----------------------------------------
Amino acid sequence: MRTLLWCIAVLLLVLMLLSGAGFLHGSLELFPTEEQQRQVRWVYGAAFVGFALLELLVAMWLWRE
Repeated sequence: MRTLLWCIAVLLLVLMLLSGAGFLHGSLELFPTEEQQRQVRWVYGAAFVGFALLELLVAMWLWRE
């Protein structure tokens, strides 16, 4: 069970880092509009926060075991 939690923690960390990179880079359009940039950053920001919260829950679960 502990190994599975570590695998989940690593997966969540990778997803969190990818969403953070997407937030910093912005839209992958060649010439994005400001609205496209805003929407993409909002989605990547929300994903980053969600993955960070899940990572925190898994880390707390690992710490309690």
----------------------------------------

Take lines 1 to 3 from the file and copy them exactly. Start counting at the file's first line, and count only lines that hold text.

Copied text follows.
Amino acid sequence: MRTLLWCIAVLLLVLMLLSGAGFLHGSLELFPTEEQQRQVRWVYGAAFVGFALLELLVAMWLWRE
Repeated sequence: MRTLLWCIAVLLLVLMLLSGAGFLHGSLELFPTEEQQRQVRWVYGAAFVGFALLELLVAMWLWRE
């Protein structure tokens, strides 16, 4: 069970880092509009926060075991 939690923690960390990179880079359009940039950053920001919260829950679960 502990190994599975570590695998989940690593997966969540990778997803969190990818969403953070997407937030910093912005839209992958060649010439994005400001609205496209805003929407993409909002989605990547929300994903980053969600993955960070899940990572925190898994880390707390690992710490309690």